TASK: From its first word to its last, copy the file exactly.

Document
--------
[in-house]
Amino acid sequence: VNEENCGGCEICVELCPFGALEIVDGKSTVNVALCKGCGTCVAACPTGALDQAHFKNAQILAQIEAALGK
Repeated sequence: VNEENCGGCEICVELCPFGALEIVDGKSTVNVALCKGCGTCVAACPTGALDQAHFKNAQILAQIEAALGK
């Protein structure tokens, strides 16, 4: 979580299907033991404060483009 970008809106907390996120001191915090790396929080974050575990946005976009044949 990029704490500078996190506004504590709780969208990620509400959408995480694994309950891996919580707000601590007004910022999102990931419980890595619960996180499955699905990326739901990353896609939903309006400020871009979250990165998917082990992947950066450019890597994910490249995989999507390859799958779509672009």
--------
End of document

[in-house]
Amino acid sequence: VNEENCGGCEICVELCPFGALEIVDGKSTVNVALCKGCGTCVAACPTGALDQAHFKNAQILAQIEAALGK
Repeated sequence: VNEENCGGCEICVELCPFGALEIVDGKSTVNVALCKGCGTCVAACPTGALDQAHFKNAQILAQIEAALGK
């Protein structure tokens, strides 16, 4: 979580299907033991404060483009 970008809106907390996120001191915090790396929080974050575990946005976009044949 990029704490500078996190506004504590709780969208990620509400959408995480694994309950891996919580707000601590007004910022999102990931419980890595619960996180499955699905990326739901990353896609939903309006400020871009979250990165998917082990992947950066450019890597994910490249995989999507390859799958779509672009």